News is a story or piece of information about something that happened in the world. It can be good or bad news.
There are six values that journalists look for when determining the newsworthiness of a story. These are: impact, conflict, significance, importance, occurrence and relevance.
The more of these six factors a story meets, the more newsworthy it is. This is why a story that has significant impact, such as a government crackdown, is more newsworthy than a story about a small insect that affects people’s food supply.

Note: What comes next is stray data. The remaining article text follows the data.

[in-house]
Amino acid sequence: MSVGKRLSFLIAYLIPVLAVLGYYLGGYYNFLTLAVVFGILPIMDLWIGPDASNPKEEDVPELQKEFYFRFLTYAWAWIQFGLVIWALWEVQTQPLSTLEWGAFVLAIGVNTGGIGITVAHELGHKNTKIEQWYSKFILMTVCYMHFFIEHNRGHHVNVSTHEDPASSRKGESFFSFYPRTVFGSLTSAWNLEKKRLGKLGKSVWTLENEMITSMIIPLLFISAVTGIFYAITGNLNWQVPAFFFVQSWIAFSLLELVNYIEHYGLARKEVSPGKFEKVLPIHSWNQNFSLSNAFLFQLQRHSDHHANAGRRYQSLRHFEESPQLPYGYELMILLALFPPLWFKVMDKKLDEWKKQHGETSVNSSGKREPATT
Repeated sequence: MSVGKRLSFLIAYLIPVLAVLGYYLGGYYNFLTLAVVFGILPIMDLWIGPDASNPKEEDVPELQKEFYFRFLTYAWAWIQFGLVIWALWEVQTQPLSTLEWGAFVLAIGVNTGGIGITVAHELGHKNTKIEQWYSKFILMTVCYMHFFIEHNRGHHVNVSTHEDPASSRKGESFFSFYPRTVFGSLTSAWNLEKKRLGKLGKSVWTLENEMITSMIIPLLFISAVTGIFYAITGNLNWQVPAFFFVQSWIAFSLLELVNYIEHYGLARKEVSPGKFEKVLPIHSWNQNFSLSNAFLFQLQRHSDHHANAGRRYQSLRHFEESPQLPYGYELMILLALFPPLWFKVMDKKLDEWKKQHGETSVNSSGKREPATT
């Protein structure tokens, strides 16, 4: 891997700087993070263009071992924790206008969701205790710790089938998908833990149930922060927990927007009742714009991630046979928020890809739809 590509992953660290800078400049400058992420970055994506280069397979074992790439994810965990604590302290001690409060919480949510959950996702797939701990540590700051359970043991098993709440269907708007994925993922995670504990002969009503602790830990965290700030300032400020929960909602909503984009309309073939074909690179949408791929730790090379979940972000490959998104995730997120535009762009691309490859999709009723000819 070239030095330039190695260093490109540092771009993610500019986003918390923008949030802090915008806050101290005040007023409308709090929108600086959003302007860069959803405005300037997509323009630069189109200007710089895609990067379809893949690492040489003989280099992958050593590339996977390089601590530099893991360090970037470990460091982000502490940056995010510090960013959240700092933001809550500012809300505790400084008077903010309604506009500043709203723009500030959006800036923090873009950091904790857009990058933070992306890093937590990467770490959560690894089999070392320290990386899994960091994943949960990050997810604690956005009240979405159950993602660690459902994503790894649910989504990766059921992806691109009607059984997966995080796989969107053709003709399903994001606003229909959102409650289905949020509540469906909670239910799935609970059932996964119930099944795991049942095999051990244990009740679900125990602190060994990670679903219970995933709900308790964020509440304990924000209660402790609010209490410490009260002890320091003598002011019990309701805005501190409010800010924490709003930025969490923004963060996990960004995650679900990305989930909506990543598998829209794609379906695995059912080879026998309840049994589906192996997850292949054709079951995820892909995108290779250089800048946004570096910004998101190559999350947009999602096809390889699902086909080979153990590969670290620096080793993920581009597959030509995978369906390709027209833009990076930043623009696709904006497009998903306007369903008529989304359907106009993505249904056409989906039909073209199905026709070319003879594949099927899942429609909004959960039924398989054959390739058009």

Weather: The weather is an important factor in our daily lives, and we often see stories about changes to it. Unusually high or low temperatures, rainfall or storms are all newsworthy, and they keep us informed about how our world is changing.
Food and drink: Shortages or gluts, prices of food in the market and new products are also newsworthy. These stories are important because people want to be able to feed their families.
Entertainment: Stories about music, dance, theatre, cinema and carving are interesting because they keep us updated on the latest developments in these areas.
If you’re writing a news article, the most important facts should be listed first, in order to grab readers’ attention. This is known as the inverted pyramid, and the best information should be at the top to engage your reader and get them to read more.